The music mesmerizes, creating a transient experience leading listeners into non-linear moments. There is no distinguishing between our senses—they mould into one as the oscillators take their toll. Does my enjoyment come from repetition of theme and melody? Or is it the three drinks I’ve consumed already…I have been induced into a hypnotic state of abandon. The phlegmatic piece creates a melancholic kind of desire. The sanguine leaves me insatiable. The room is dark. The drinks are strong. My heart beat slows to meet the tempo of the music.
Open Arts emerged as the group Motion Ensemble wound down after fourteen years of touring the nation. Open Arts, directed by Miller, has been putting together experimental performances in New Brunswick since 2012. It seems the one and only common thread that runs from one Open Arts event to the other is the desire to see different artistic expressions enhance one another.
Open Arts 31, The Four Temperaments, was an experiment in musical pairings. Crafty cocktailsman, Andrew George, provided the libations while Andrew Reed Miller and friends provided the soundtrack to a memorable evening (except for the parts I can’t remember…)
When speaking with The Andrews prior to the event, I learned that this would be their first experiment in combining cocktails with classical music. In the past, they’ve paired Slovakian beer with Slovakian tunes, and there’s been no shortage of wine.
Of course, they aren’t always in the habit of using alcohol to lull their listeners. Upcoming events range from a flute and visual artist duo to the twice annual event, Perspective, a laboratory collaboration between Connections Dance Works and various local musicians.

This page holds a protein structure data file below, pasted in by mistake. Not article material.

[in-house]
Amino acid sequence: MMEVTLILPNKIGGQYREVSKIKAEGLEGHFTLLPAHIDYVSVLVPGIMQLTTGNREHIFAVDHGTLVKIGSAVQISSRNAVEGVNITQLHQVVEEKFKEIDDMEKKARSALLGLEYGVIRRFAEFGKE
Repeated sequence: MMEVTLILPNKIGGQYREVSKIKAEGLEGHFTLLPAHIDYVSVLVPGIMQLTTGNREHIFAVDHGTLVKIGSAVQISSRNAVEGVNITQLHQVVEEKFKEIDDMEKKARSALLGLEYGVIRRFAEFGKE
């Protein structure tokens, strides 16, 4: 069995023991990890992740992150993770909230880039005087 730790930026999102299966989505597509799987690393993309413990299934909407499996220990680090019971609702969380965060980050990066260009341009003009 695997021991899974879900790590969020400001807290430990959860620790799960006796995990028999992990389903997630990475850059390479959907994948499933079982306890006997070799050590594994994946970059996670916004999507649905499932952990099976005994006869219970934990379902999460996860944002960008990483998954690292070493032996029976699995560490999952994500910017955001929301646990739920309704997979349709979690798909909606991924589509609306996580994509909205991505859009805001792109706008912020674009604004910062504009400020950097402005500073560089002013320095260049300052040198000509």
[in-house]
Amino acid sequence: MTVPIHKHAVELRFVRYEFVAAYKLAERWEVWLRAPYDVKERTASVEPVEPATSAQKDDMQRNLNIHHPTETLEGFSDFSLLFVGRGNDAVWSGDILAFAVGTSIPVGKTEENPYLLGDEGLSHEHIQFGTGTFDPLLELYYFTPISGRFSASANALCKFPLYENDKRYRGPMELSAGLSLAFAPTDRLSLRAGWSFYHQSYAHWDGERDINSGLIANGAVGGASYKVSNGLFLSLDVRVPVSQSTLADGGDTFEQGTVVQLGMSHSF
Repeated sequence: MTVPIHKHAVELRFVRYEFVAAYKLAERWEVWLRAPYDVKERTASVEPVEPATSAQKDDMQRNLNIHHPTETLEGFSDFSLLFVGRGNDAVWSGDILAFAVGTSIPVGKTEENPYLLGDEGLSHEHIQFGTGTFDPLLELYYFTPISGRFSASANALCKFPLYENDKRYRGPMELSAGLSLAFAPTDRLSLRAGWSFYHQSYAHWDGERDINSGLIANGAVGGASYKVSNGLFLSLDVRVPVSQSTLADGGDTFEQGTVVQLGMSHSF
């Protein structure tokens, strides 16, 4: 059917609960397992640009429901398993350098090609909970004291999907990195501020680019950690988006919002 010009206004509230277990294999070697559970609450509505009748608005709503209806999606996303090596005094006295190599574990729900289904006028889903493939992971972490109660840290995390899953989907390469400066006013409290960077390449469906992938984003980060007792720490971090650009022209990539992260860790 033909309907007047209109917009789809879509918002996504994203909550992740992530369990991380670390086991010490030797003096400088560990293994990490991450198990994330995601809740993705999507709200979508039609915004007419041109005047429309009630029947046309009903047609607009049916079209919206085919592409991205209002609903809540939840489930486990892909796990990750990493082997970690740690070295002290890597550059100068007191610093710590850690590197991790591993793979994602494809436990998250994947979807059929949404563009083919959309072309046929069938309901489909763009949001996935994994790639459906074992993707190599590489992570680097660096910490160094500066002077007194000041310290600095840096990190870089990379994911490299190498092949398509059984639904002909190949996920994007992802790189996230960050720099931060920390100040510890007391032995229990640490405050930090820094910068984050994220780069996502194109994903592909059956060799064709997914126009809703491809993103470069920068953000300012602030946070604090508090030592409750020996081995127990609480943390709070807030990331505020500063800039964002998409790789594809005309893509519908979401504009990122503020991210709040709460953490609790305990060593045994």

The idea is to engage the senses, to slightly distract so that one can truly pay attention. There’s a certain level of abandonment that one needs to embrace in order to fully appreciate post-classical music. A culture married to distraction needs help staying focused. In comes Open Arts—an ongoing experiment in multi-medium performances.
When asked about the reception Open Arts has had in Saint John compared to larger cities, Miller replied, “in Toronto it’s all like-minded people, which is really a drag. There are no real people. Here we have to appeal to a broader audience.”
Open Arts’ experiments in artistic mergings continue to diversify as they seek to open the minds of participants throughout New Brunswick and beyond.
For more information, visit http://www.openartssj.com/